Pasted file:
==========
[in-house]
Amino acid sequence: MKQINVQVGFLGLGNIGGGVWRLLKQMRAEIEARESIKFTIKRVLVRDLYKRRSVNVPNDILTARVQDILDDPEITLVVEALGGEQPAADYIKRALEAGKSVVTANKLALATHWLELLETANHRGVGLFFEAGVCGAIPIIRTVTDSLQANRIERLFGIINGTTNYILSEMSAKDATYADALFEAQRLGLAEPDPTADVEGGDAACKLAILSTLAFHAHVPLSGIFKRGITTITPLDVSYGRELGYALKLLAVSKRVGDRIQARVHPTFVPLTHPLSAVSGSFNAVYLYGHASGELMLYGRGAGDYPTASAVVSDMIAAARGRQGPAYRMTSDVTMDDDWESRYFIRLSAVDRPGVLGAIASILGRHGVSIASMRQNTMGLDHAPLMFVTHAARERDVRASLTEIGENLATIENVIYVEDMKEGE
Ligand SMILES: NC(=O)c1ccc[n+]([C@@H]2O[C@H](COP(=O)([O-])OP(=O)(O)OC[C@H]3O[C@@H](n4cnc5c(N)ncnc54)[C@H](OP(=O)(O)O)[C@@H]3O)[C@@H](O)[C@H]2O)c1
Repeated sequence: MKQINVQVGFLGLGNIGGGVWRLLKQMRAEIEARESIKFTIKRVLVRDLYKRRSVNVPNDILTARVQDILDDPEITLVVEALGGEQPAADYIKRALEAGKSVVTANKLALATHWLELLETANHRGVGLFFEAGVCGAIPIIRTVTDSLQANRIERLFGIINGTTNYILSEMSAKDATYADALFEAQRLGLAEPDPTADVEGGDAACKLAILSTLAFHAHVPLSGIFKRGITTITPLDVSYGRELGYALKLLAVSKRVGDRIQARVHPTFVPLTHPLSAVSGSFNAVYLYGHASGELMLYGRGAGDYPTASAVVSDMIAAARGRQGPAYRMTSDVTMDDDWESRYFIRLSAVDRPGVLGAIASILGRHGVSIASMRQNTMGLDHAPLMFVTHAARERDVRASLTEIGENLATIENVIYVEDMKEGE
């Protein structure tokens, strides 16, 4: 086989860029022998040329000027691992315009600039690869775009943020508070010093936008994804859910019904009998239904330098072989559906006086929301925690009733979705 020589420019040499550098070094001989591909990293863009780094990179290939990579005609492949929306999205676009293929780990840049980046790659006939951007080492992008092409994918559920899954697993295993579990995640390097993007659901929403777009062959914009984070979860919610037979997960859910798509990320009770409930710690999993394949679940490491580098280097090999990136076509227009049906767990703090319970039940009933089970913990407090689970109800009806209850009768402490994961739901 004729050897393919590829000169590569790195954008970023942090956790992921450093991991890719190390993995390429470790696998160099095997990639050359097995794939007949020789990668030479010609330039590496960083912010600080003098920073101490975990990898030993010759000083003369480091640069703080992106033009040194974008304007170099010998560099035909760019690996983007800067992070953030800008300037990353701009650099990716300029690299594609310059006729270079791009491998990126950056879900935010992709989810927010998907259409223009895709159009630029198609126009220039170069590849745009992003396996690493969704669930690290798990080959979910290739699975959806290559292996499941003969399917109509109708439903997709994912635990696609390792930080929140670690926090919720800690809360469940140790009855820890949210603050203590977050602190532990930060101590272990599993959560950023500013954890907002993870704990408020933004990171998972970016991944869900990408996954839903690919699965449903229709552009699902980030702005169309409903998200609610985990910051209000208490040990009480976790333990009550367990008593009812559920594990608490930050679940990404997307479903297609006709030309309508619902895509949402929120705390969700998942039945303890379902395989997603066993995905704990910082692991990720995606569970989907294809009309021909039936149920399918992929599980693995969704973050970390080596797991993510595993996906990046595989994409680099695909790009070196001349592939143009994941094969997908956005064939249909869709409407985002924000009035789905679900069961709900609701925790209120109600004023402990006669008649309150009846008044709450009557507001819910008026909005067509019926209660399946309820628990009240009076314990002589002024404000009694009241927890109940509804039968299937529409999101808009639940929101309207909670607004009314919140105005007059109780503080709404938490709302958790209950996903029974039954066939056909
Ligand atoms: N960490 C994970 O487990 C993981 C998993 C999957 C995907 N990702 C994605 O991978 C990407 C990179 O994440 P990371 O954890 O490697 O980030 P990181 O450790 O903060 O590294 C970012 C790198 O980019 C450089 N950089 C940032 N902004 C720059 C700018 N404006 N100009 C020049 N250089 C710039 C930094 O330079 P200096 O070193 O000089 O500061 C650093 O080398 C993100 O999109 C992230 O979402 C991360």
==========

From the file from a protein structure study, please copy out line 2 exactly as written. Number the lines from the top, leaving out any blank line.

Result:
Amino acid sequence: MKQINVQVGFLGLGNIGGGVWRLLKQMRAEIEARESIKFTIKRVLVRDLYKRRSVNVPNDILTARVQDILDDPEITLVVEALGGEQPAADYIKRALEAGKSVVTANKLALATHWLELLETANHRGVGLFFEAGVCGAIPIIRTVTDSLQANRIERLFGIINGTTNYILSEMSAKDATYADALFEAQRLGLAEPDPTADVEGGDAACKLAILSTLAFHAHVPLSGIFKRGITTITPLDVSYGRELGYALKLLAVSKRVGDRIQARVHPTFVPLTHPLSAVSGSFNAVYLYGHASGELMLYGRGAGDYPTASAVVSDMIAAARGRQGPAYRMTSDVTMDDDWESRYFIRLSAVDRPGVLGAIASILGRHGVSIASMRQNTMGLDHAPLMFVTHAARERDVRASLTEIGENLATIENVIYVEDMKEGE